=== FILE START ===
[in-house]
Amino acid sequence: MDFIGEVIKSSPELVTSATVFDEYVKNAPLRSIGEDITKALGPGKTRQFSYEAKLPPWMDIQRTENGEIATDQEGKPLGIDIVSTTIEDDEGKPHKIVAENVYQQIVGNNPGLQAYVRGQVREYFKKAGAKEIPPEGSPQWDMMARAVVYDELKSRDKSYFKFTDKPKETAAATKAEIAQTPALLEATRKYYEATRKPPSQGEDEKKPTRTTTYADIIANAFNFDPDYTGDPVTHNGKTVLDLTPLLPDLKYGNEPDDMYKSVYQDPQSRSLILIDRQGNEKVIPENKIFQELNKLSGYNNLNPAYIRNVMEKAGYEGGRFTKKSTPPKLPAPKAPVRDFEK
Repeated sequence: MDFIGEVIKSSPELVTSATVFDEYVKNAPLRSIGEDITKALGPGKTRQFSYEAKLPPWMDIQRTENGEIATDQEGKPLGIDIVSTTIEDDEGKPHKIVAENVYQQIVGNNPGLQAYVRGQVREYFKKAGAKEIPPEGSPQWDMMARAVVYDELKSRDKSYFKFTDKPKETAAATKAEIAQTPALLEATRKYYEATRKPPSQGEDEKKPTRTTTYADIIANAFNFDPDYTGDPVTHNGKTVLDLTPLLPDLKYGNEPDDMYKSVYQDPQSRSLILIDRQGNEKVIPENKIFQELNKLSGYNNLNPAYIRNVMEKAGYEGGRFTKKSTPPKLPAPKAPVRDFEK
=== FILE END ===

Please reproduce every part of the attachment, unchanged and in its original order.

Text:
[in-house]
Amino acid sequence: MDFIGEVIKSSPELVTSATVFDEYVKNAPLRSIGEDITKALGPGKTRQFSYEAKLPPWMDIQRTENGEIATDQEGKPLGIDIVSTTIEDDEGKPHKIVAENVYQQIVGNNPGLQAYVRGQVREYFKKAGAKEIPPEGSPQWDMMARAVVYDELKSRDKSYFKFTDKPKETAAATKAEIAQTPALLEATRKYYEATRKPPSQGEDEKKPTRTTTYADIIANAFNFDPDYTGDPVTHNGKTVLDLTPLLPDLKYGNEPDDMYKSVYQDPQSRSLILIDRQGNEKVIPENKIFQELNKLSGYNNLNPAYIRNVMEKAGYEGGRFTKKSTPPKLPAPKAPVRDFEK
Repeated sequence: MDFIGEVIKSSPELVTSATVFDEYVKNAPLRSIGEDITKALGPGKTRQFSYEAKLPPWMDIQRTENGEIATDQEGKPLGIDIVSTTIEDDEGKPHKIVAENVYQQIVGNNPGLQAYVRGQVREYFKKAGAKEIPPEGSPQWDMMARAVVYDELKSRDKSYFKFTDKPKETAAATKAEIAQTPALLEATRKYYEATRKPPSQGEDEKKPTRTTTYADIIANAFNFDPDYTGDPVTHNGKTVLDLTPLLPDLKYGNEPDDMYKSVYQDPQSRSLILIDRQGNEKVIPENKIFQELNKLSGYNNLNPAYIRNVMEKAGYEGGRFTKKSTPPKLPAPKAPVRDFEK